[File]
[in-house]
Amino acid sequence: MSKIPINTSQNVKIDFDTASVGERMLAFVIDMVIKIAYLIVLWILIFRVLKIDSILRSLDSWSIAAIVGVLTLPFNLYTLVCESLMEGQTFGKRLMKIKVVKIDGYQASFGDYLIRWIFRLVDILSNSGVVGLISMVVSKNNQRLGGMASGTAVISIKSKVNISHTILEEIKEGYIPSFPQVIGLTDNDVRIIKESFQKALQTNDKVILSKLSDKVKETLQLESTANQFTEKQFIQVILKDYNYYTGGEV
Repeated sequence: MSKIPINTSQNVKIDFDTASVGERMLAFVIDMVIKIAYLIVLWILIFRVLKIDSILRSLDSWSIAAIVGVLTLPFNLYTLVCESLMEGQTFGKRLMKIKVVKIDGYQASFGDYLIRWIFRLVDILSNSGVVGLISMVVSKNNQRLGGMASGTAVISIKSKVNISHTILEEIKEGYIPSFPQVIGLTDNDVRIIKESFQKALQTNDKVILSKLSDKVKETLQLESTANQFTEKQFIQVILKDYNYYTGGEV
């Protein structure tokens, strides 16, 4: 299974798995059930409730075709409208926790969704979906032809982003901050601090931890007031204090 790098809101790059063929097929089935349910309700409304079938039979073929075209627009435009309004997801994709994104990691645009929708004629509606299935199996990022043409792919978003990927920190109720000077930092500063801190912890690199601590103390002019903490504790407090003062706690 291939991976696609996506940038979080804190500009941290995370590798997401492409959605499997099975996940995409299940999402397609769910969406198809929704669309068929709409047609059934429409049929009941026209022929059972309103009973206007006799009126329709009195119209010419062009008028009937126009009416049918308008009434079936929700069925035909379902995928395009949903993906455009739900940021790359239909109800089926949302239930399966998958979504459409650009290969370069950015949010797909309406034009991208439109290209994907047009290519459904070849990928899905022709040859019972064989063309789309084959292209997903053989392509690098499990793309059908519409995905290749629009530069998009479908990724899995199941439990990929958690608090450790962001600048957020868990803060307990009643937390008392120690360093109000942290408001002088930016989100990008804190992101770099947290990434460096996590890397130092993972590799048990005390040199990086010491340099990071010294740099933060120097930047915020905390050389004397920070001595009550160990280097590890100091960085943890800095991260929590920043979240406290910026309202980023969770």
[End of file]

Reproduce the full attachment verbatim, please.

[in-house]
Amino acid sequence: MSKIPINTSQNVKIDFDTASVGERMLAFVIDMVIKIAYLIVLWILIFRVLKIDSILRSLDSWSIAAIVGVLTLPFNLYTLVCESLMEGQTFGKRLMKIKVVKIDGYQASFGDYLIRWIFRLVDILSNSGVVGLISMVVSKNNQRLGGMASGTAVISIKSKVNISHTILEEIKEGYIPSFPQVIGLTDNDVRIIKESFQKALQTNDKVILSKLSDKVKETLQLESTANQFTEKQFIQVILKDYNYYTGGEV
Repeated sequence: MSKIPINTSQNVKIDFDTASVGERMLAFVIDMVIKIAYLIVLWILIFRVLKIDSILRSLDSWSIAAIVGVLTLPFNLYTLVCESLMEGQTFGKRLMKIKVVKIDGYQASFGDYLIRWIFRLVDILSNSGVVGLISMVVSKNNQRLGGMASGTAVISIKSKVNISHTILEEIKEGYIPSFPQVIGLTDNDVRIIKESFQKALQTNDKVILSKLSDKVKETLQLESTANQFTEKQFIQVILKDYNYYTGGEV
């Protein structure tokens, strides 16, 4: 299974798995059930409730075709409208926790969704979906032809982003901050601090931890007031204090 790098809101790059063929097929089935349910309700409304079938039979073929075209627009435009309004997801994709994104990691645009929708004629509606299935199996990022043409792919978003990927920190109720000077930092500063801190912890690199601590103390002019903490504790407090003062706690 291939991976696609996506940038979080804190500009941290995370590798997401492409959605499997099975996940995409299940999402397609769910969406198809929704669309068929709409047609059934429409049929009941026209022929059972309103009973206007006799009126329709009195119209010419062009008028009937126009009416049918308008009434079936929700069925035909379902995928395009949903993906455009739900940021790359239909109800089926949302239930399966998958979504459409650009290969370069950015949010797909309406034009991208439109290209994907047009290519459904070849990928899905022709040859019972064989063309789309084959292209997903053989392509690098499990793309059908519409995905290749629009530069998009479908990724899995199941439990990929958690608090450790962001600048957020868990803060307990009643937390008392120690360093109000942290408001002088930016989100990008804190992101770099947290990434460096996590890397130092993972590799048990005390040199990086010491340099990071010294740099933060120097930047915020905390050389004397920070001595009550160990280097590890100091960085943890800095991260929590920043979240406290910026309202980023969770």